FAQ: What is Legionnaires' disease?
At least a dozen people living or working in the Twin Cities suburb of Hopkins were sickened recently by Legionnaires' disease.
As Minnesota health authorities work to find the source of that outbreak and investigate other potential cases, medical analyst Dr. Jon Hallberg on Tuesday told MPR News' All Things Considered about the disease, how you can get it and how it affects the body.
How long have we known about it?
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The disease was first identified at an American Legion convention in Philadelphia in 1976. The New York Times has reported that people who attended got sick with the "mysterious symptoms" of pneumonia and high fevers.
What causes the disease?
Legionnaires' is caused by Legionella bacteria, but most people who are exposed don't get sick. The elderly, smokers and people with chronic conditions are at greatest risk.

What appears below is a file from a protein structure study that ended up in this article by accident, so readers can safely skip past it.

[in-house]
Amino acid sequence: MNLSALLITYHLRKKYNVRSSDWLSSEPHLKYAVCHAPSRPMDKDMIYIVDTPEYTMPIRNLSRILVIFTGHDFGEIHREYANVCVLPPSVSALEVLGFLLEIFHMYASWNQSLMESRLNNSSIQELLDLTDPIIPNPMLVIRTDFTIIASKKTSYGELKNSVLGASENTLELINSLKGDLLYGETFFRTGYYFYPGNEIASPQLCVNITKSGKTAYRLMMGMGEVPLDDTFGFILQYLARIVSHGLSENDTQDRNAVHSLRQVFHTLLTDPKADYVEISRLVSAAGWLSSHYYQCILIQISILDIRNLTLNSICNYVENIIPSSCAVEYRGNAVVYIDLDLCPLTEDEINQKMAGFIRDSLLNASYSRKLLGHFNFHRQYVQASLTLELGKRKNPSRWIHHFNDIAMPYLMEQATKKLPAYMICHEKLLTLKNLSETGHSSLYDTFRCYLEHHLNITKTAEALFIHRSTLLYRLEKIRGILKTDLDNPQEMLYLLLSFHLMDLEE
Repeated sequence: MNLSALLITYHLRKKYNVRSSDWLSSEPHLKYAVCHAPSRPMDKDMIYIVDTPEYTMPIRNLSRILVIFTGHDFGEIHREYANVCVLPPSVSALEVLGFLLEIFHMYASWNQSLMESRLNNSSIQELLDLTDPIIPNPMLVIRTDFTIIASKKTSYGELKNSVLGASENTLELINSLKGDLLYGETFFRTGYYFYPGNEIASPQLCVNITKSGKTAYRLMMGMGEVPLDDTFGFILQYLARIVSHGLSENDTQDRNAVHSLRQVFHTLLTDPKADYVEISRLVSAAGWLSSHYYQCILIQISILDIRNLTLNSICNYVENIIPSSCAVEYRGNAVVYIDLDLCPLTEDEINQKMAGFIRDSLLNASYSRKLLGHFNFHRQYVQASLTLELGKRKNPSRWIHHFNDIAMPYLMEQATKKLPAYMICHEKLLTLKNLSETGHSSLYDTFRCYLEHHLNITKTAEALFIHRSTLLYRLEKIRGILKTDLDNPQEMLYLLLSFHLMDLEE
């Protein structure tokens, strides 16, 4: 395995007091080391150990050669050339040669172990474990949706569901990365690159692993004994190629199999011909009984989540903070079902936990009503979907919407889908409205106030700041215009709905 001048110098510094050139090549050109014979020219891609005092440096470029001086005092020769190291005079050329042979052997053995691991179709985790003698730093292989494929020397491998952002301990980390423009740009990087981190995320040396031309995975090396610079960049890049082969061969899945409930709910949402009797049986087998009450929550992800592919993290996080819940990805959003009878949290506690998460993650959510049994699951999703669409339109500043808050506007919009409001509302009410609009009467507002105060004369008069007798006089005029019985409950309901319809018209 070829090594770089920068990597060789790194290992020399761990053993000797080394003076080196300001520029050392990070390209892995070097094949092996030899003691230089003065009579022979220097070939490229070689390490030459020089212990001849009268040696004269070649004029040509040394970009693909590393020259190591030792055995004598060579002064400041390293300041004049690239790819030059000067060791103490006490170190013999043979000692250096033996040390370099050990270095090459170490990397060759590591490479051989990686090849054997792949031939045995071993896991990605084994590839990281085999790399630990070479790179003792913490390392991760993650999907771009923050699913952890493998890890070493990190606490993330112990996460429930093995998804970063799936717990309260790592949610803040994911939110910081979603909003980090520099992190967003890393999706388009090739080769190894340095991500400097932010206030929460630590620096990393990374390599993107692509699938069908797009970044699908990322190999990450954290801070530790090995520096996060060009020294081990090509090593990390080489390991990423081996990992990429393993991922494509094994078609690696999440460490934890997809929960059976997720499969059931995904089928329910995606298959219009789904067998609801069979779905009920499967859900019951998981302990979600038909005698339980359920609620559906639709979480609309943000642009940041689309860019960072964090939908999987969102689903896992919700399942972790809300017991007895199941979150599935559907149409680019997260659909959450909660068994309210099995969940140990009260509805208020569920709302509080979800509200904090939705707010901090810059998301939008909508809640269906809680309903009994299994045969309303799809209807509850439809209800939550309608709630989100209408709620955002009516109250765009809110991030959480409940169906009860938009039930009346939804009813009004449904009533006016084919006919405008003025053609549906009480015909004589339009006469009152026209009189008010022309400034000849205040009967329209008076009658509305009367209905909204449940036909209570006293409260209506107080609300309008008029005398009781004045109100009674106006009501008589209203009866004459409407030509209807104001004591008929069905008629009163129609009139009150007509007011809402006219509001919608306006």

Is it contagious?
No. The bacteria infect people through tiny airborne water droplets, often coming from large cooling towers or industrial buildings. You need to be exposed to a contaminated source to contract it. You can't get it from a sick person coughing on you.
What are the symptoms?
The disease typically starts with muscle aches, shortness of breath and a headache, Hallberg said. Eventually, it can turn into serious pneumonia.
How common is it?
Minnesota usually has 50 to 60 Legionnaires' cases each year. That's in line with national averages.
What will it take to end the Hopkins outbreak?
Once officials find the source, they'll clean it and the outbreak will be halted. "It's as simple as that," Hallberg said, "but it takes a lot of sleuthing and epidemiology to figure out where it's coming from."